Laws are in place to keep animal experimentation ethical. In 1996 the Animal Welfare Act was passed to ensure that the testing is being regulated. Laws also specify how large the enclosures should be, temperature standards, and access to food and water. This act also indicates regular inspections to be done by veterinarians to ensure these regulations are being met. An Institutional Animal Care and Use Committee must approve animal research. These committees are set up to ensure that facilities are going to be testing in humane ways. With laws and regulations in place, facilities that are using animals for research must follow the rules.
Animals Are Treated With Care
Science is begging for accurate and reliable answers, so the animals that are tested on are well taken care of. There are vets and specialists on site to keep the animals healthy. If an animal is stressed or over crowded, the test results are considered to be unreliable due to the extraneous circumstances. In one facility, dogs are given exercise twice a day and have toys rotated, providing an opportunity for play.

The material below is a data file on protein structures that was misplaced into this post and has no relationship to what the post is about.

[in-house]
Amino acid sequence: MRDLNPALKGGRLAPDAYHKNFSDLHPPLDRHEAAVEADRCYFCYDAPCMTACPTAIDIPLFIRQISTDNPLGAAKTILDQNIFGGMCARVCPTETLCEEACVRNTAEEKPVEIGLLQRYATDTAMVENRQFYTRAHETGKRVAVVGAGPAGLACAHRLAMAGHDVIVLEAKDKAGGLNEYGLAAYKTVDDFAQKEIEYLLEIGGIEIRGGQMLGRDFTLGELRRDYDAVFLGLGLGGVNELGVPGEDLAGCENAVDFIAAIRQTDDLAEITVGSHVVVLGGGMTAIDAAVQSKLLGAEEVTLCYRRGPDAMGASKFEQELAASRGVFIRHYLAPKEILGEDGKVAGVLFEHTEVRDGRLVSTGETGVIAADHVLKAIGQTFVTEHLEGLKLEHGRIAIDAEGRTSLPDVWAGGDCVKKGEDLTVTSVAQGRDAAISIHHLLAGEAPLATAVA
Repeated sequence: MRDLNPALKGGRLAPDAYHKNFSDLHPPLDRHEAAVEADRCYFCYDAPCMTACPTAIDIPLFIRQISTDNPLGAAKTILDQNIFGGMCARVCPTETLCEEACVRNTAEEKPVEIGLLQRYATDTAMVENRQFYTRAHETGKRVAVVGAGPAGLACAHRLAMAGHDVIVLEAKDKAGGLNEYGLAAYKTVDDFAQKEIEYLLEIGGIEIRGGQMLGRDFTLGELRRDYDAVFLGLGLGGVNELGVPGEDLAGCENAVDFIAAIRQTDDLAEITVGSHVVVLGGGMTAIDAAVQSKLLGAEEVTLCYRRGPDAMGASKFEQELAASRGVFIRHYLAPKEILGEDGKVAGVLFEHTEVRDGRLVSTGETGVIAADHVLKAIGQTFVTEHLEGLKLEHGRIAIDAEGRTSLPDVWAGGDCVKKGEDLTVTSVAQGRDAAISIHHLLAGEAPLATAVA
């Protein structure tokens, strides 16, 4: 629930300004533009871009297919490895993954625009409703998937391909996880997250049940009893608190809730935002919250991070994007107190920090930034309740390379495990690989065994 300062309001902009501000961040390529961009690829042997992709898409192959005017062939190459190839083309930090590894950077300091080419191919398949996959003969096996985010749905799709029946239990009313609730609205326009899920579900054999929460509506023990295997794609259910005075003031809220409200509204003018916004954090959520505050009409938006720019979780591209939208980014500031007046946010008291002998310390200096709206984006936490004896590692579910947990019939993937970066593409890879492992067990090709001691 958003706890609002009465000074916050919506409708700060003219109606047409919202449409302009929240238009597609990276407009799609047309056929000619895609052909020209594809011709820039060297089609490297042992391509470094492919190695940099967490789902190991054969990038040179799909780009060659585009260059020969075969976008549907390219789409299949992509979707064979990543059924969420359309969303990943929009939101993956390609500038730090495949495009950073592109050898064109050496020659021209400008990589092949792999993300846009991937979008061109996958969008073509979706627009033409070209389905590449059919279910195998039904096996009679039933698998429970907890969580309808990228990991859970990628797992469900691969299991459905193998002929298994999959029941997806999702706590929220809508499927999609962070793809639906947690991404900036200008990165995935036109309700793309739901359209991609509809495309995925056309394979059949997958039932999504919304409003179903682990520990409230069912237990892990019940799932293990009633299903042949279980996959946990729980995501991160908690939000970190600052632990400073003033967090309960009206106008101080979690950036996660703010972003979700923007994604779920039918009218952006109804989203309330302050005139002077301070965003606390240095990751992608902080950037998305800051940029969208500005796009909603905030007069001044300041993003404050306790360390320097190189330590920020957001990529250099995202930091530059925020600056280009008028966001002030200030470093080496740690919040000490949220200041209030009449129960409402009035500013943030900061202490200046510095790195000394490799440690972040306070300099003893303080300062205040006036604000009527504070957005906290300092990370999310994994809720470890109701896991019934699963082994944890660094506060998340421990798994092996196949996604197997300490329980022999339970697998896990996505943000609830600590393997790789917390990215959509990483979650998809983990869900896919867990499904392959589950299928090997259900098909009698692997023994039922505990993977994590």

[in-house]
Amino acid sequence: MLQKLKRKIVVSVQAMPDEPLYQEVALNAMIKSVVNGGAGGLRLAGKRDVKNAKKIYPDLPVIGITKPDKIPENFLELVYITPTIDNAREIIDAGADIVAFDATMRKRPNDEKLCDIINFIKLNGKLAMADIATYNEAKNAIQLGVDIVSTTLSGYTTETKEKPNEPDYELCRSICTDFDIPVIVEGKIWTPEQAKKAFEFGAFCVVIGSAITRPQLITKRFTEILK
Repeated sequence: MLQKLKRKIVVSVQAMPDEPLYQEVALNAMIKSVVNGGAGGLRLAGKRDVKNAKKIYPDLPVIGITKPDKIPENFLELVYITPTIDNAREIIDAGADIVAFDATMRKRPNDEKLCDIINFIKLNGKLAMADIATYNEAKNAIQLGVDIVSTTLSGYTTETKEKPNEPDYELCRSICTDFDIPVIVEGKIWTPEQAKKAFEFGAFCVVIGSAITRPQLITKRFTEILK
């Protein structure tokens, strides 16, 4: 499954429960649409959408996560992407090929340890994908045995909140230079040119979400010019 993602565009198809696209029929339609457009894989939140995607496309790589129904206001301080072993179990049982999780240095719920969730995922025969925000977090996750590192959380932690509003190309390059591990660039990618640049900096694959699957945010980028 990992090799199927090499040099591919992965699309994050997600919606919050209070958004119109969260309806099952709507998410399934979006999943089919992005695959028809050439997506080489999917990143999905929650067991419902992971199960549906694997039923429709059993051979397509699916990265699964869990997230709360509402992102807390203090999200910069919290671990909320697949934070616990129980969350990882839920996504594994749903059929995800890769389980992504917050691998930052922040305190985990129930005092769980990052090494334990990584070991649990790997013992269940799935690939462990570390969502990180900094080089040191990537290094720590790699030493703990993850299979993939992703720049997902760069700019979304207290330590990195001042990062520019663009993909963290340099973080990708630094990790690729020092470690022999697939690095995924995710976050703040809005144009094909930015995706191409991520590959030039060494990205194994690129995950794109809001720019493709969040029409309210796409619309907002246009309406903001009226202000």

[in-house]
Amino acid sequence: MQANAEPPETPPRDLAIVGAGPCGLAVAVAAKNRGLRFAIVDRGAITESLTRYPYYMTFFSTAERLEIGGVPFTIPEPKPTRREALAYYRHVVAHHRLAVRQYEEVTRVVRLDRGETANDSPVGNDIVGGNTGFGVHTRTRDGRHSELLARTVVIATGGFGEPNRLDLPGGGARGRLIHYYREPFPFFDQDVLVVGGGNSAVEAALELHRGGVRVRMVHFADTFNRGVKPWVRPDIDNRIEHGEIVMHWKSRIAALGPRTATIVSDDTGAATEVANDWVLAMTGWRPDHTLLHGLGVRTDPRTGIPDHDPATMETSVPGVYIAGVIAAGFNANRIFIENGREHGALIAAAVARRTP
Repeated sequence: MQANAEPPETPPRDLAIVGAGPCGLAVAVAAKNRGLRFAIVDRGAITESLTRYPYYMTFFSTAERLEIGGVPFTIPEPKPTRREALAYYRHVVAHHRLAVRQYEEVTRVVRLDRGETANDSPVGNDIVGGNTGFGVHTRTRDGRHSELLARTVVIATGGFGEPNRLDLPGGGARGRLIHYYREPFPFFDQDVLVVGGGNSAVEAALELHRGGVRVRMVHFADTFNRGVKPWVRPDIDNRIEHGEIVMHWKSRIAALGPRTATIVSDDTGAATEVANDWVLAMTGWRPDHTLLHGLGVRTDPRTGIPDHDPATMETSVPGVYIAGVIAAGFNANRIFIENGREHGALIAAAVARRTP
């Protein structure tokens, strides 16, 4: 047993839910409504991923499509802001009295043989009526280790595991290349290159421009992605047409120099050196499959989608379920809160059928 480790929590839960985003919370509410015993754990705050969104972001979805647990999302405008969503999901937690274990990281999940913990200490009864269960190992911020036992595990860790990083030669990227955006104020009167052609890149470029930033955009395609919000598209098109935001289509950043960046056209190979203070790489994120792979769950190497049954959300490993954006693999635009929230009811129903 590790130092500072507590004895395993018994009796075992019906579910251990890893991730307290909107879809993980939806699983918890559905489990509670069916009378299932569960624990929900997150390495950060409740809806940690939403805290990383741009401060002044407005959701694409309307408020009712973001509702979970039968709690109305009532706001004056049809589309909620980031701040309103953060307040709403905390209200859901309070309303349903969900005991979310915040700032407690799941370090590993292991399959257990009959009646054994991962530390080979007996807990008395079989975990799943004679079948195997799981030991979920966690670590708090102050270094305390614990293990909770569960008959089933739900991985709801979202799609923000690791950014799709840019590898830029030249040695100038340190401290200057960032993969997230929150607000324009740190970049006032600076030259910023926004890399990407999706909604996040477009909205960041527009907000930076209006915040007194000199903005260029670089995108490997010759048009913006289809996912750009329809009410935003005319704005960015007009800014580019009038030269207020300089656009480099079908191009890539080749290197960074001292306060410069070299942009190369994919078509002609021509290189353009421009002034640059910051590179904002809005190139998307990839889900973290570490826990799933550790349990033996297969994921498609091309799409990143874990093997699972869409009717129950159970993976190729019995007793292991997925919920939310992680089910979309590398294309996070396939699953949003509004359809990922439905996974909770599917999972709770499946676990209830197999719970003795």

Cons of Animal Experimentation
Animal Testing Is Inhumane
The Humane Society International has discovered that animals used in experimentation are subject to force feedings, food and water deprivation, physical restraint, and forced inhalation. Often time’s wounds or burns are inflicted on the animal to see how quickly they heal.